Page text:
By Tom Morgan
Al Gore, I bet you $10,000 that you’re full of hot air.
I am serious. I invite Mr. Gore to take a bet with me on global warming. If he loses, he pays the money to the charity of my choice. If he wins he can do whatever he wishes with my money.
The bet would be decided ten years from now. We can make provisions for our estates to handle the bet if we have departed by then.
The bet would be framed around some of the predictions he makes in his new movie. And in the slide show he gives. With both he predicts that within ten years we will see signs that New York City, Washington and San Francisco are headed for submarine status. Gore predicts deadly heat waves, lasting weeks. He predicts Antarctica will turn into a puddle.
He blames all this on global warming. He tells us hurricanes are growing stronger year by year because of global warming. He blames all or most of global warming on human activities like driving cars.
You probably have got the gist of his worries by now. Perhaps you have seen his film or read his book.
I offer to bet Mr. Gore $10,000 that in 10 years his predictions will look silly. And that in ten years the earth’s overall temperature will have fallen. Or stayed the same as it is today. Or gone up less than 1 degree. More, I bet little if any warming will be blamed on human activities.
What gives me confidence I will win the bet? The body of opinion from a number of prominent scientists. One is Professor Bob Carter of the Marine Geophysical Lab at an Australian university. (I quote from an article by Canadian Tom Harris, director of High Park Group.)
“Gore’s circumstantial arguments are so weak that they are pathetic.” Prof Cook tells us. “It is simply incredible that they, and his film, are commanding public attention.”
Harris writes: “Carter is one of hundreds of highly qualified non-governmental, non-industry, non-lobby group climate experts who contest the hypothesis that human emissions of carbon dioxide are causing significant global climate change. “Climate experts’ is the operative term here. Why? Because what Gore’s ‘majority of scientists’ think is immaterial when only a very small fraction of them actually work in the climate field.”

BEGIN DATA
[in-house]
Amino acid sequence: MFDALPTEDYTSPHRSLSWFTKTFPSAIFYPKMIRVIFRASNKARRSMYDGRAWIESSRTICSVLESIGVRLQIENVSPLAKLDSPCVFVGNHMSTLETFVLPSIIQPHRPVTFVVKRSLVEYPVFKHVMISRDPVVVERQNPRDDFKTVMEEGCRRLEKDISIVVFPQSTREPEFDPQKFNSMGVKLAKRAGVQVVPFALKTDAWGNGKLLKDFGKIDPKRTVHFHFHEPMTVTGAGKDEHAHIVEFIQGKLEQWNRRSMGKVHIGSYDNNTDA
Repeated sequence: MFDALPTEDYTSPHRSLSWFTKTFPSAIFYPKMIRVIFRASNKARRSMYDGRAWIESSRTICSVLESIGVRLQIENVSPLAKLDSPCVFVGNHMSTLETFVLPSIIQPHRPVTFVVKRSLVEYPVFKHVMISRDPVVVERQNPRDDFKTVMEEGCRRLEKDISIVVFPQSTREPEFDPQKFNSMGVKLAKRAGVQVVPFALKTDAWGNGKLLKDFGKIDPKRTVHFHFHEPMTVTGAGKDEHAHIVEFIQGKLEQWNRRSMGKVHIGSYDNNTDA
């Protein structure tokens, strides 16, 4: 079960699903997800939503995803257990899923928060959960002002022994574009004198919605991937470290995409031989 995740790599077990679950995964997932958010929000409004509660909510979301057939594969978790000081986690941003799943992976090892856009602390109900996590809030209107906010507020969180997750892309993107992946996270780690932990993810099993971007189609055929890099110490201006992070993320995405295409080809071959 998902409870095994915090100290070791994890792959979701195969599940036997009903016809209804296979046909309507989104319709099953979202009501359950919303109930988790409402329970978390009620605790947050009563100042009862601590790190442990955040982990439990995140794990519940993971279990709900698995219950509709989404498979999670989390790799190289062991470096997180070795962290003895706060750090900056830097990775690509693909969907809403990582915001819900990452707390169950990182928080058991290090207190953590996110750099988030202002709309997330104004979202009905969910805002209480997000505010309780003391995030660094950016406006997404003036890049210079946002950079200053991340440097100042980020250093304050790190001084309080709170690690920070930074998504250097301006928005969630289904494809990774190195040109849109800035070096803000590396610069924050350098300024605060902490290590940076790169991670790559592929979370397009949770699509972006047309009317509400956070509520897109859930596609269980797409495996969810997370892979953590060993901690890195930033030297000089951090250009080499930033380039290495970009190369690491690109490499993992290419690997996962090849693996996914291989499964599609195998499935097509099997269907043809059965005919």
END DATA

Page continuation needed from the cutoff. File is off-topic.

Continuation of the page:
University of Winnepeg climatology prof Dr. Tim Ball also dismisses Mr. Gore’s “experts”. He says they do not have special knowledge about the causes of global climate change. “They usually can tell us only about the effects of changes in the local environment where they conduct their studies.” This “doesn’t make them climate change experts, only climate impact experts.” There is a huge difference in the two.
Harris quotes various scientists from around the world who pooh pooh Gore’s propaganda. Gore says higher CO2 levels cause warming. Eons ago CO2 levels were ten times higher than today. The world was in one of its coldest periods.
One scientist points to hundreds of studies that suggest our temperatures change when the Sun grows brighter or dimmer. Which it has a habit of doing.
A couple of scientists take apart Gore’s dramatic display of Antarctic glaciers collapsing into the sea. It’s normal, they say. One points out that in most of Antarctica more snow is accumulating than is melting off. This excess causes the calving’ of iceburgs that keeps Gore awake nights.
Various scientists refute Gore’s claim of rising temperatures killing off polar bears in the Arctic. Some claim temperatures there are dropping and ice is growing thicker.
Other scientists list various areas of the world that are recording not warming but cooling.
Professor Carter again: “The man is an embarrassment to U.S. science and its many fine practitioners, a lot of whom know (but feel unable to state publicly) that his propaganda crusade is mostly based on junk science.”
I think I’ll lay my money on real scientists. How about it Mr. Gore? We could call it the Chicken Little Bet.
From Tom ... as in Morgan.
For more columns and for Tom’s radio shows (and to write to Tom): tomasinmorgan.com.